Should NH do more to enforce federal immigration laws?
What is your opinion on the state providing some funding for Planned Parenthood?
Should New Hampshire ban abortion after 20 weeks gestation, with exceptions for cases of rape/incest and health complications?
Should NH increase funding for heroin treatment programs?

VOTING RECORD

2018

Crime and Public Safety

SB 593 (2018) - Changes the penalty for any offense eligible for the death penalty to life imprisonment without parole. - Voted to repeal the death penalty
CACR 22 (2018) - Constitutional amendment establishing various rights for crime victims. - Voted against constitutional amendment - "I voted against this Constitutional Amendment because (1) our existing state statutes already do an excellent job at codifying victims’ rights; (2) recent surveys of 20% of victims covered under the statute clearly establish that our program is working very well; (3) out-of-state interests spent over $2 million trying to force an amendment to our state constitution; (4) the Amendment would have constitutionally indemnified those responsible for applying victims’ rights laws from failing to do so, leaving victims no true rights whatsoever; (5) the proposed language would have tied up our prosecutors and courts in litigation for decades by confusing the responsibilities of the prosecutor with victim advocacy. I introduced several amendments that would have remedied these problems, using language drafted by retired NH Supreme Court Justice Carol Conboy and eminent UNH legal scholar Richard Scherr, but they were rejected due to intense lobbying and emotion surrounding the issue."

Economy, Budget and Taxes

SB 554 (2018) - Increases the minimum wage for employers that do not offer health benefits to the employee. This bill also gradually raises the minimum wage for all employees. - Voted against minimum wage increase

Health Care

SB 313 (2018) - Continues New Hampshire's expanded Medicaid program. This bill makes several significant changes to the program. First, it moves participants off private insurance and into managed care, similar to traditional Medicaid enrollees. Second, it adds a work requirement for participants. Third, it removes funding from voluntary contributions by health care providers, which the federal government said is illegal. Instead, bill sponsors say the program will use revenue from alcohol sales to fund the program.  SB 313 also establishes the Granite Workforce program, which will use some federal welfare funding to establish a program that will help place low income individuals in jobs in areas with workforce shortages.   - Voted against Medicaid expansion - "I opposed Medicaid Expansion because though the version that passed does save money by moving those in the program from individual to managed care programs, it still does nothing to address the outrageous cost of insurance to working families, whose benefits are being reduced, premiums dramatically increased, and deductibles raised to impossible levels and essentially denying them compensation for medical costs until they’ve spent $20,000 out of pocket. This system is broken, and this legislation helped the few at the expense of honest coverage for the many."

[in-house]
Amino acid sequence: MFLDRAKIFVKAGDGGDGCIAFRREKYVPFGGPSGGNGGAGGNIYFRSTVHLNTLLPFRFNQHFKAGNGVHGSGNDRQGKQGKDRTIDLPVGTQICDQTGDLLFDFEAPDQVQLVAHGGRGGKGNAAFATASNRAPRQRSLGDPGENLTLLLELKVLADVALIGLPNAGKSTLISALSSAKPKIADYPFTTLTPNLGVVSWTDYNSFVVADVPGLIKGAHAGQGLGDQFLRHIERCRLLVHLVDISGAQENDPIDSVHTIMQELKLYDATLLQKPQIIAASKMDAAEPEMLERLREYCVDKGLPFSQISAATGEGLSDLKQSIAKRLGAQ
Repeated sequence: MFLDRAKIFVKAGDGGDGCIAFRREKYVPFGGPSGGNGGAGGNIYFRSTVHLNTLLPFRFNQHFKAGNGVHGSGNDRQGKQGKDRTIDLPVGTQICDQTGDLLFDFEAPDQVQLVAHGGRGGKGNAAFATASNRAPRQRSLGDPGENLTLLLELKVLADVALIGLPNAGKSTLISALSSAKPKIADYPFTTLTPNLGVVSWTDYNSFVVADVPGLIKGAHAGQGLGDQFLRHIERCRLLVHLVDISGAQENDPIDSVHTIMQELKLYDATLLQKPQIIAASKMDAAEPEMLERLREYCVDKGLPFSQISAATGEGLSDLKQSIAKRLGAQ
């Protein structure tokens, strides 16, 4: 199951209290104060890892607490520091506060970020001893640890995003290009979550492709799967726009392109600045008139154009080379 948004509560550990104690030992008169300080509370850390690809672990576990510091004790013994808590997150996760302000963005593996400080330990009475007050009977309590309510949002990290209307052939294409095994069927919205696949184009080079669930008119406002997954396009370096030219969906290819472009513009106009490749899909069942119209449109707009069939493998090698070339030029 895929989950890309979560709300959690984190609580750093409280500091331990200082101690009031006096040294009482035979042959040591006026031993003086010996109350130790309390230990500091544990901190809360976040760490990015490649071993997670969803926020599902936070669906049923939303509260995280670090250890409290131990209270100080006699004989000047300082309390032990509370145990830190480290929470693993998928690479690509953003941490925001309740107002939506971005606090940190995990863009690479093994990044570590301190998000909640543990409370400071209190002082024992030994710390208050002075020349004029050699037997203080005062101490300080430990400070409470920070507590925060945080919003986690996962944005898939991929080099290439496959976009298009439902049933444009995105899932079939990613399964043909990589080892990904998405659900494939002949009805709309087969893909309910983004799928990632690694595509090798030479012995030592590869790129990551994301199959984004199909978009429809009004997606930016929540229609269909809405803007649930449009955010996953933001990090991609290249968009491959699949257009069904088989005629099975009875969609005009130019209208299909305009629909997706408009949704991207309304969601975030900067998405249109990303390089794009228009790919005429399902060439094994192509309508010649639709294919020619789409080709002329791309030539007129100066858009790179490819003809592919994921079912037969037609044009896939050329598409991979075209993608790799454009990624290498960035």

Politics and Political Process

HB 1264 (2018) - Redefines "resident" and "inhabitant" to remove the phrase "for the indefinite future." This bill would potentially require all voters domiciled in New Hampshire to follow residency laws, such as the requirement to register any car in New Hampshire. - Voted for voter residency requirement

Social Issues

HB 1319 (2018) - Prohibits discrimination based on gender identity. - Voted against adding gender identity to anti-discrimination laws - "I voted against this bill because the section addressing accommodation has made NH a national magnet for sexual predators. Under this law, a rapist or pedophile can spaces reserved for the opposite gender with complete impunity, posing as a transgender or gender-uncertain individual. (Note the recent filming of an 11-year-old in Concord.) Many women contacted me in fear of this now-legal invasion of their safe space in their lavatories, dressing rooms and changing rooms. I will work remove the accommodations component from the law to protect the safety and privacy of our citizens."
2017

Crime and Public Safety

SB 66 (2017) - Includes fetuses as potential victims under murder statutes. The Senate amended the bill to include only fetuses twenty weeks and older, not just "viable" fetuses. - Voted for fetal homicide law
SB 131 (2017) - Appropriates $1,155,000 to hire five state troopers assigned to drug enforcement on the state border. This bill also appropriates $3,340,000 for state and local law enforcement and the state lab for overtime related to drug enforcement. - Voted for additional drug enforcement funding